Access to health care in Michigan
Understanding the impact of health care coverage (or the lack of it) on health care access is crucial to improving health care in Michigan.
The Center for Healthcare Research & Transformation (CHRT), in partnership with the Institute for Public Policy and Social Research (IPPSR) at Michigan State University, surveyed Michigan residents three times (in 2009, 2010, and 2012) on key issues relating to health care coverage, access to care, and health status. The latest survey, Cover Michigan Survey 2013, was fielded in the third quarter of 2012.
This report compares data from 2010 and 2012 and focuses on one aspect of that survey: The relationship between coverage status and access to care. Future reports will cover other aspects of health care in Michigan.
- More respondents said they had an identified primary care provider than in 2010; the greatest increase was found among those with Medicaid coverage.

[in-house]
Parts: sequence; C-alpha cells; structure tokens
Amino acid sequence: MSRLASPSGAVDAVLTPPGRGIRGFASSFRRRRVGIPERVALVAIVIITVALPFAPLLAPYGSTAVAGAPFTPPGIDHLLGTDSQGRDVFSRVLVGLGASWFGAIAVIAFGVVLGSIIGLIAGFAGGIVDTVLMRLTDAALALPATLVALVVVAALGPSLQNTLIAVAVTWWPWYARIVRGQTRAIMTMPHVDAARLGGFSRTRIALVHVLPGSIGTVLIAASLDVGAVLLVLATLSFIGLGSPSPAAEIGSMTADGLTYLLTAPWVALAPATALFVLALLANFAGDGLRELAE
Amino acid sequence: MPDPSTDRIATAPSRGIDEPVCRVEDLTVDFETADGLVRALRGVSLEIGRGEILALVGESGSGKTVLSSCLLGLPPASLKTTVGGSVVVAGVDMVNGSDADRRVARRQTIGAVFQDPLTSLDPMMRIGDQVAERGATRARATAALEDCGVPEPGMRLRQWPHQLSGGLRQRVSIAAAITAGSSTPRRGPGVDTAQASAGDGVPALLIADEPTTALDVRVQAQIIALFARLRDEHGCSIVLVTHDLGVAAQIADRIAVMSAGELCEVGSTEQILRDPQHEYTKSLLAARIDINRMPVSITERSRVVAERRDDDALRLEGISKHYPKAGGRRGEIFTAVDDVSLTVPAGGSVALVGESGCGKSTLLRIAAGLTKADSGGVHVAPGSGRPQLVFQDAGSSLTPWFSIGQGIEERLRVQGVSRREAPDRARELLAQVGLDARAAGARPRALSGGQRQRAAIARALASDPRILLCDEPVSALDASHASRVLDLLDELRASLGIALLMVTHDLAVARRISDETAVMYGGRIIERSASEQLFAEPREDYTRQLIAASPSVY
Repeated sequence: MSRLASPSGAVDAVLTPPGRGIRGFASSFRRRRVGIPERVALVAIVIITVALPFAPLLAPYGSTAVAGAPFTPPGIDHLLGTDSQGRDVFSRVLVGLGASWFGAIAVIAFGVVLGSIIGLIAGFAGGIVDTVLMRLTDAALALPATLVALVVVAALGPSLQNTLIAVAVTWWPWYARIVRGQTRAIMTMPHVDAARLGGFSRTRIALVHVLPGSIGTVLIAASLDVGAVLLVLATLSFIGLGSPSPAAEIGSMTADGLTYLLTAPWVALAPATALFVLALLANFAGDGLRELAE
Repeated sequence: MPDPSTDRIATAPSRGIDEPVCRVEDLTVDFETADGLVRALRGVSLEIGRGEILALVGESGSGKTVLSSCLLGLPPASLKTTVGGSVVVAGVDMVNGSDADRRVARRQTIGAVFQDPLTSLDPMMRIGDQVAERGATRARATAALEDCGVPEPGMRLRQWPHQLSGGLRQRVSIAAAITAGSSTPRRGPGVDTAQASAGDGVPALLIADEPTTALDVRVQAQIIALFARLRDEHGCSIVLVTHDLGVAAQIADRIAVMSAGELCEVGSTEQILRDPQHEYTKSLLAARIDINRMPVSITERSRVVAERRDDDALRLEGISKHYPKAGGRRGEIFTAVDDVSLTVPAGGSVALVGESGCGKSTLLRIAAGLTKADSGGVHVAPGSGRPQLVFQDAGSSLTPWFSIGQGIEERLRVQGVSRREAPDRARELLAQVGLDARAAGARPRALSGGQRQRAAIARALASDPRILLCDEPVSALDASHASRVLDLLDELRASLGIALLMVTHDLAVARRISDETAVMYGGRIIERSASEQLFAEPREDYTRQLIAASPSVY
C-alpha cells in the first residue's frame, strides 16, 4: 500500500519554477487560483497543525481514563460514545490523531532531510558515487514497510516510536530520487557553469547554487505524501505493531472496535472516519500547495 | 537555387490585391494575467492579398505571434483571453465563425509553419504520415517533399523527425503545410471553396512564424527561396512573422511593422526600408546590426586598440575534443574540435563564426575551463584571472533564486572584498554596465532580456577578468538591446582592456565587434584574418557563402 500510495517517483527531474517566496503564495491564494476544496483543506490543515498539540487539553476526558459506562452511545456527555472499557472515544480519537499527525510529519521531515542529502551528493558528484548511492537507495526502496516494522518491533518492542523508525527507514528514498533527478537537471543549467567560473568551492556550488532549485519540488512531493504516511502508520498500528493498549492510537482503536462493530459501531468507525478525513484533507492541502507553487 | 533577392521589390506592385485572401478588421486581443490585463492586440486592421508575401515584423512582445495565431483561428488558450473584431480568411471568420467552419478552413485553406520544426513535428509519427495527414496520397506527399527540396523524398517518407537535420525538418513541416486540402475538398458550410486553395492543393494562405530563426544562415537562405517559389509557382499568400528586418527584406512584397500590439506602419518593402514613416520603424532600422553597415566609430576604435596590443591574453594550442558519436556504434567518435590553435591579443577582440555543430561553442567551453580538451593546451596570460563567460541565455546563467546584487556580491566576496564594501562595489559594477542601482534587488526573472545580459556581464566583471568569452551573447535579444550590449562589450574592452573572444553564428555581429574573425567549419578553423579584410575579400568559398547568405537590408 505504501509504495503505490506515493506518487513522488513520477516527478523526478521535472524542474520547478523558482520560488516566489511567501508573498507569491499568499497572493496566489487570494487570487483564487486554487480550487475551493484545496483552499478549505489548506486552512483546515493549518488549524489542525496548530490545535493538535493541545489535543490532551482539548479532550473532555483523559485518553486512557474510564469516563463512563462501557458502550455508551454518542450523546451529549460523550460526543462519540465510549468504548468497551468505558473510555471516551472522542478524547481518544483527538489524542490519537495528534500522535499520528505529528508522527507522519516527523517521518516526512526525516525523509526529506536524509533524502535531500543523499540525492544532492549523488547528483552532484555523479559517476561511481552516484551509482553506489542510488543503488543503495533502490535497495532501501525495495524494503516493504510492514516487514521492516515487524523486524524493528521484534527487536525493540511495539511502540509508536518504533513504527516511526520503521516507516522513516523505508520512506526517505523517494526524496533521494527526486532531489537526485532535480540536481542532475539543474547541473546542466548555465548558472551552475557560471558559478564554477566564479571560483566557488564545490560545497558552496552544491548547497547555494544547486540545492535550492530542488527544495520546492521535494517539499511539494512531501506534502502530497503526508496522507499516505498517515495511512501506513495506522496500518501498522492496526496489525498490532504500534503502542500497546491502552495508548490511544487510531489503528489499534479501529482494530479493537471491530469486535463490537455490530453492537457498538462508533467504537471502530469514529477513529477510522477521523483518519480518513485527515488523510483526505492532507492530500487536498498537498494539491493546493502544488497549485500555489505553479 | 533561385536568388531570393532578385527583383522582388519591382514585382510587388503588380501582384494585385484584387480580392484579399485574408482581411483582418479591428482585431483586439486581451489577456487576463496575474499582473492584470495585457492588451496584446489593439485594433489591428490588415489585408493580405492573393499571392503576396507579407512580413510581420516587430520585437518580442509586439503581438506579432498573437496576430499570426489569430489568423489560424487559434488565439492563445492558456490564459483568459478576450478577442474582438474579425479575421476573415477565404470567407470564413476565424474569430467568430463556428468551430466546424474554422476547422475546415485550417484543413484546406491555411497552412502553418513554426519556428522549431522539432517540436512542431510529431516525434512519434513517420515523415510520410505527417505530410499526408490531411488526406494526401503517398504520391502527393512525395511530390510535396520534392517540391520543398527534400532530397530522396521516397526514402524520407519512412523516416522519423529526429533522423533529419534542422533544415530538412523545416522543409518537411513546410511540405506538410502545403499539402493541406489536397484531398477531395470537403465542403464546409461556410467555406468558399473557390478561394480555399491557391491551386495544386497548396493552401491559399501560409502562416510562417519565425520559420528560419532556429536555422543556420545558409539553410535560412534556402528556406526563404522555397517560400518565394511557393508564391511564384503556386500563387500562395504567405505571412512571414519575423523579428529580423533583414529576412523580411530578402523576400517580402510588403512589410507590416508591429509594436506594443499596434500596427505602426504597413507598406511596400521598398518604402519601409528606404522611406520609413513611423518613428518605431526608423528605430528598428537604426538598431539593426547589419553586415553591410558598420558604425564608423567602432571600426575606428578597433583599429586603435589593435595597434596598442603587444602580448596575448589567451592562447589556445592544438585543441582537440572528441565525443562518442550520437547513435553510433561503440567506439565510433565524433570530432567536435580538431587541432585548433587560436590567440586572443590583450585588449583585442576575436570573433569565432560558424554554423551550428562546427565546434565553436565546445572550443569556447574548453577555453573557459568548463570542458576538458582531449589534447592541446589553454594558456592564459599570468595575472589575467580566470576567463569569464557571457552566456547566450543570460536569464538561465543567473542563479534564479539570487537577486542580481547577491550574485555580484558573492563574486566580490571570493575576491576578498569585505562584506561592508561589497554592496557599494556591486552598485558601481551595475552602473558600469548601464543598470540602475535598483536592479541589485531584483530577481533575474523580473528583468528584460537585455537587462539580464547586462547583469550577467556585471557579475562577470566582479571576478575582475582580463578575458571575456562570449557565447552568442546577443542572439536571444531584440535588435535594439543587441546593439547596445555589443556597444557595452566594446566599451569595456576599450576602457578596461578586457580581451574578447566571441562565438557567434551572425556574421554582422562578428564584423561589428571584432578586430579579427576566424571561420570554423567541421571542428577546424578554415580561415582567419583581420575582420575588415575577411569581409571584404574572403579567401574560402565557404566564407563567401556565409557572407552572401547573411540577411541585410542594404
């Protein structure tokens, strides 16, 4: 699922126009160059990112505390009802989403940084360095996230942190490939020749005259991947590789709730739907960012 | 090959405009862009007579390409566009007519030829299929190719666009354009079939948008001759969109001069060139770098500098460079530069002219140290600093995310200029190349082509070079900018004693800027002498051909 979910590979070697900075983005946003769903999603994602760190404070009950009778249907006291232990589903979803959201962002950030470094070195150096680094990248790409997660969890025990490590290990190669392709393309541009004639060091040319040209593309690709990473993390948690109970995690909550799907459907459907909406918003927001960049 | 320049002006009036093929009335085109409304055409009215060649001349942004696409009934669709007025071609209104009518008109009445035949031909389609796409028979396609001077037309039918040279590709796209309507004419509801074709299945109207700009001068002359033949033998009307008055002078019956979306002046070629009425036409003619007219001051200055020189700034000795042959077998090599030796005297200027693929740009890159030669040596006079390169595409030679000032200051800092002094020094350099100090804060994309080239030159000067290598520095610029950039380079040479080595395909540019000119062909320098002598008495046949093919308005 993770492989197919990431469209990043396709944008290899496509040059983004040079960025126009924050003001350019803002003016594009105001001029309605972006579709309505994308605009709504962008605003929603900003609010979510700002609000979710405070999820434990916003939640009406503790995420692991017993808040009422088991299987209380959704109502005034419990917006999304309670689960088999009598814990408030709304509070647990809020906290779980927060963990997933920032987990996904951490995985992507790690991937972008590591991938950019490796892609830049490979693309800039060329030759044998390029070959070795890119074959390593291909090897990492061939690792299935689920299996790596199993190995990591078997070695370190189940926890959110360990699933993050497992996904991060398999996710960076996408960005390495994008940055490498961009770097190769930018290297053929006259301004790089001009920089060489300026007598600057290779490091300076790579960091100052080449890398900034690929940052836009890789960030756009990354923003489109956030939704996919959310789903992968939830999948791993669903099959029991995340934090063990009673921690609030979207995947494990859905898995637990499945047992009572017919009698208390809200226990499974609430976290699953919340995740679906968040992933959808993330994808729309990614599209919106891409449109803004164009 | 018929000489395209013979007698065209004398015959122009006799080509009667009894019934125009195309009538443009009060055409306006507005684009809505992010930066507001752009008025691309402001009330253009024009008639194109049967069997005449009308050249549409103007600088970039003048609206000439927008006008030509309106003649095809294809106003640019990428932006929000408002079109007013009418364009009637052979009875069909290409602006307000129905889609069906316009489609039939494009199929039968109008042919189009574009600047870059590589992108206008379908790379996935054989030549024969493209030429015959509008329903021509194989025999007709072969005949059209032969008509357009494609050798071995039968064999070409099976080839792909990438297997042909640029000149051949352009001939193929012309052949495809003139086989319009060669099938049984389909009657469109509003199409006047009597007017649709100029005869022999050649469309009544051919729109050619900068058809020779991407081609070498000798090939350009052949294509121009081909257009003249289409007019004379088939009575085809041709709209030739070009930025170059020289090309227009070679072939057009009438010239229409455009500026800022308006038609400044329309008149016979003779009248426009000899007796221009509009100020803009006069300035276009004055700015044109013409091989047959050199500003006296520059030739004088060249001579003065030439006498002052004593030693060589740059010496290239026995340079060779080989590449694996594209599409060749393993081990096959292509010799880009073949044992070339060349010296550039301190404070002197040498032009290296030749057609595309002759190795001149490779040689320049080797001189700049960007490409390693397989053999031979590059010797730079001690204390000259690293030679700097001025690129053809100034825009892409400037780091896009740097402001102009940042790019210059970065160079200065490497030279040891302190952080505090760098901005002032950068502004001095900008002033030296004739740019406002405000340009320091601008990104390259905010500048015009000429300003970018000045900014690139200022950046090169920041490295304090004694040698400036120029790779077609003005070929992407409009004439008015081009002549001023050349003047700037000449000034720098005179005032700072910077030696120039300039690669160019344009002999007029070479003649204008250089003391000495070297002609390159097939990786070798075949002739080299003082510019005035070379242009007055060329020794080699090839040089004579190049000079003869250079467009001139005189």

- Those with Medicaid coverage reported a significantly easier time in scheduling appointments for primary and specialty care than in 2010—now on par with those with employer-sponsored coverage.
- Those with individually-purchased coverage reported greater difficulty scheduling appointments for primary care than in 2010.
- Respondents reported using public or community health clinics as their usual sources of care at significantly higher rates than in 2010.
- Respondents who lacked coverage reported using emergency rooms and urgent care centers as their usual sources of care at considerably higher rates than those who had coverage.
Suggested Citation: Young, Danielle; Stadler, Phillip; Udow-Phillips, Marianne; Riba, Melissa. Access to Health Care in Michigan. Cover Michigan Survey 2013. March 2013. Center for Healthcare Research & Transformation. Ann Arbor, MI.
Acknowledgements: The staff at the Center for Healthcare Research & Transformation would like to thank Matthew M. Davis, MD, MAPP, and Helen Levy, PhD, at the University of Michigan; Robert Goodman, DO, at Blue Care Network of Michigan; and the staff of the Institute for Public Policy and Social Research (IPPSR) at Michigan State University for their assistance with the design of the survey and data collection.